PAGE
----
A menacing laughter greets us as the opening salvo of piano play enters the fold in “Babyfood,” the new single from B Fhukken Have, and with a beat the size of skyscraper circling the bottom of the master mix, we’re instantly hypnotized by a stream of rapping and righteous harmony not soon to be forgotten. B Fhukken Have is cutting loose here, sewing his words into the music as though the two were always meant to be united in some holy sonic matrimony, and despite the gargantuan size of the drum swell, nothing takes away from the real draw in this track – the monolithic lead vocal. “Babyfood” is a dagger of a dirge, but if you think its power-hungry percussion is the best this musician can produce, you’d better think again.
In the mammoth “Resurection Paradise (Beef Music Mix),” B Fhukken Have echoes traces of a dark, neo-gangsta rap without borrowing from any one specific influence, and while it takes the song nearly two minutes to carry us out of the ashes of its intro and into the meat and potatoes of the lyrics, the stone cold melodies of the track’s beginning affect the music well past the halfway mark in the composition. “Beef Stew” is a little more elementary and radio-ready, but this isn’t to say that it’s more of a standout than “Resurection Paradise” is. Both songs reflect the melodic depth of B Fhukken Have wonderfully, and further boast a physicality that most rappers can only create through production bells and whistles.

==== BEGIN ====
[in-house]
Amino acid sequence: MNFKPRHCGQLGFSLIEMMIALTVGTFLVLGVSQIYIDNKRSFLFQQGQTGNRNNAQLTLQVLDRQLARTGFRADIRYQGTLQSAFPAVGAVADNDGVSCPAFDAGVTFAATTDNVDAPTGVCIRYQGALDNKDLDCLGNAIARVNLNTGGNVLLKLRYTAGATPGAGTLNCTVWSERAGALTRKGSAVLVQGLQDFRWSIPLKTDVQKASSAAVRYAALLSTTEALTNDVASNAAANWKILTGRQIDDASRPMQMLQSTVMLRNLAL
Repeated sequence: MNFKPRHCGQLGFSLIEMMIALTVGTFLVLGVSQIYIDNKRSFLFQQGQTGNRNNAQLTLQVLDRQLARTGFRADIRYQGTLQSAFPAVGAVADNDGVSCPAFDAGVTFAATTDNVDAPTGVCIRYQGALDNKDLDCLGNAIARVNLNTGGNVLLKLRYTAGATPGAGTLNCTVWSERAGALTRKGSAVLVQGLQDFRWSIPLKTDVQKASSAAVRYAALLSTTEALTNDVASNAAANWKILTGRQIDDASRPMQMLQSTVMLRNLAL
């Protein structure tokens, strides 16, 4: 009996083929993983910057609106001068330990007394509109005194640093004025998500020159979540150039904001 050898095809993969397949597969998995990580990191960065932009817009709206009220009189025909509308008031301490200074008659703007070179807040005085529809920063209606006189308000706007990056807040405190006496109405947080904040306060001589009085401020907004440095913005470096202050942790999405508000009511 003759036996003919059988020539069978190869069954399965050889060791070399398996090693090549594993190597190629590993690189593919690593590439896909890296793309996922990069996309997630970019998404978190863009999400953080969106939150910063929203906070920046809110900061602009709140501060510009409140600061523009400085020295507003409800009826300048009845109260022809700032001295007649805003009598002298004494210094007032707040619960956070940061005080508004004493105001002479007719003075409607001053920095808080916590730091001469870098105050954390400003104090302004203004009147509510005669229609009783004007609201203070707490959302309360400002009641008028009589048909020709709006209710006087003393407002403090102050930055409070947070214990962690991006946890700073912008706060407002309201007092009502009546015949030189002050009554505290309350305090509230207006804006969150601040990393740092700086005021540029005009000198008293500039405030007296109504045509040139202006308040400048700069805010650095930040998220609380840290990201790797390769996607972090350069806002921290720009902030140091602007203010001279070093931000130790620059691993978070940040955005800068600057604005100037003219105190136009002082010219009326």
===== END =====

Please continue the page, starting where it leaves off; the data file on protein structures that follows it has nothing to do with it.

Even in a slower tempo, like the one we hear in “XIXXCI,” there’s a confident swing to the beats that B Fhukken Have utilizes to underscore his verses. Fascinatingly enough, I actually think that his aesthetically contrasting numbers – like “Windy City,” for example – have just as much of a relaxed, almost R&B-style vibe despite their somewhat conflicted arrangement of melodies. It’s hard to peg exactly what sort of hip-hop subgenre he’s gunning for the most in all five of these songs, but where some critics might find such a feature to be a negative quality, I happen to see it as one of this artist’s most alluring attributes. He isn’t trying to be someone else’s idealized version of a rap icon – he’s making his own beats without bowing down to the establishment, which, for as risky as it might seem, is about the smartest move a performer in his position could make right now.
No matter which one of B Fhukken Have’s tracks you indulge in first, I think he’s a diamond in the rough amid this season’s rather dismal turnout from the hip-hop underground. If pressed I would recommend starting with his latest slab of rhymes, “Babyfood,” as a jumping-off point to his discography, but you really can’t go wrong with any of these five single-quality tracks that he’s released to relative acclaim. Hip-hop is a very complicated genre with an even more complicated talent pool, but under the guidance of indie songwriters like B Fhukken Have, its future is almost certain to bring us as much pleasure as its past has.